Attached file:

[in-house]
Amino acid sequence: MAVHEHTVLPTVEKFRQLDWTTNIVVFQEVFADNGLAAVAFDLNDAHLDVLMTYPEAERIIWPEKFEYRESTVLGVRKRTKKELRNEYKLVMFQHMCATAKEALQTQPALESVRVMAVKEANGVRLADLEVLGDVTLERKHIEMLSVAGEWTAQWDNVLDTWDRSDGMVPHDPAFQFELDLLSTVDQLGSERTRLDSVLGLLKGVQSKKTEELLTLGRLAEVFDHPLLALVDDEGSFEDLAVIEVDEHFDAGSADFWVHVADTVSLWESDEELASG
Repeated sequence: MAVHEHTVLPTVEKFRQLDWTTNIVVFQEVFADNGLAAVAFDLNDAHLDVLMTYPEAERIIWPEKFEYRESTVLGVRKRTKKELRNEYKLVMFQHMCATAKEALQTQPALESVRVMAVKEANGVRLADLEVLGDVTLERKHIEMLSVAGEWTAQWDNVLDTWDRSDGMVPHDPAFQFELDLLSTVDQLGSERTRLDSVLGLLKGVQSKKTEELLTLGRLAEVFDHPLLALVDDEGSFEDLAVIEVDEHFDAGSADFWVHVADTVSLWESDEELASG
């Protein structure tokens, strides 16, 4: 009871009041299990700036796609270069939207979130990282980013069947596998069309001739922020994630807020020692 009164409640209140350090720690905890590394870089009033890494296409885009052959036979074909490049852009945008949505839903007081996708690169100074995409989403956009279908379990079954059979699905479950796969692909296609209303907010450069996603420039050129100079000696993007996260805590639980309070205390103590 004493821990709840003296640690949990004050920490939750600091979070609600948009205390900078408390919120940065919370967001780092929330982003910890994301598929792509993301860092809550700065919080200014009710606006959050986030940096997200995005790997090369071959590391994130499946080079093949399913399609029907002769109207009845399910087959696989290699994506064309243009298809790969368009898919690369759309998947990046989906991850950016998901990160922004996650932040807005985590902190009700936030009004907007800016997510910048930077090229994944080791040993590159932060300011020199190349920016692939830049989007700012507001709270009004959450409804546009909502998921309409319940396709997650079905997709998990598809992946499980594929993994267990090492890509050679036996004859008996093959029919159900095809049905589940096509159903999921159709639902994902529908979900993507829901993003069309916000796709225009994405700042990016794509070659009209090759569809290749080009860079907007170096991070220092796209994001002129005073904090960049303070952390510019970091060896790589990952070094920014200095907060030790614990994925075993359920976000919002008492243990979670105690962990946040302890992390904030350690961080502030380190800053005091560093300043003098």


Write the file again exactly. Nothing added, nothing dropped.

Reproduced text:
[in-house]
Amino acid sequence: MAVHEHTVLPTVEKFRQLDWTTNIVVFQEVFADNGLAAVAFDLNDAHLDVLMTYPEAERIIWPEKFEYRESTVLGVRKRTKKELRNEYKLVMFQHMCATAKEALQTQPALESVRVMAVKEANGVRLADLEVLGDVTLERKHIEMLSVAGEWTAQWDNVLDTWDRSDGMVPHDPAFQFELDLLSTVDQLGSERTRLDSVLGLLKGVQSKKTEELLTLGRLAEVFDHPLLALVDDEGSFEDLAVIEVDEHFDAGSADFWVHVADTVSLWESDEELASG
Repeated sequence: MAVHEHTVLPTVEKFRQLDWTTNIVVFQEVFADNGLAAVAFDLNDAHLDVLMTYPEAERIIWPEKFEYRESTVLGVRKRTKKELRNEYKLVMFQHMCATAKEALQTQPALESVRVMAVKEANGVRLADLEVLGDVTLERKHIEMLSVAGEWTAQWDNVLDTWDRSDGMVPHDPAFQFELDLLSTVDQLGSERTRLDSVLGLLKGVQSKKTEELLTLGRLAEVFDHPLLALVDDEGSFEDLAVIEVDEHFDAGSADFWVHVADTVSLWESDEELASG
């Protein structure tokens, strides 16, 4: 009871009041299990700036796609270069939207979130990282980013069947596998069309001739922020994630807020020692 009164409640209140350090720690905890590394870089009033890494296409885009052959036979074909490049852009945008949505839903007081996708690169100074995409989403956009279908379990079954059979699905479950796969692909296609209303907010450069996603420039050129100079000696993007996260805590639980309070205390103590 004493821990709840003296640690949990004050920490939750600091979070609600948009205390900078408390919120940065919370967001780092929330982003910890994301598929792509993301860092809550700065919080200014009710606006959050986030940096997200995005790997090369071959590391994130499946080079093949399913399609029907002769109207009845399910087959696989290699994506064309243009298809790969368009898919690369759309998947990046989906991850950016998901990160922004996650932040807005985590902190009700936030009004907007800016997510910048930077090229994944080791040993590159932060300011020199190349920016692939830049989007700012507001709270009004959450409804546009909502998921309409319940396709997650079905997709998990598809992946499980594929993994267990090492890509050679036996004859008996093959029919159900095809049905589940096509159903999921159709639902994902529908979900993507829901993003069309916000796709225009994405700042990016794509070659009209090759569809290749080009860079907007170096991070220092796209994001002129005073904090960049303070952390510019970091060896790589990952070094920014200095907060030790614990994925075993359920976000919002008492243990979670105690962990946040302890992390904030350690961080502030380190800053005091560093300043003098």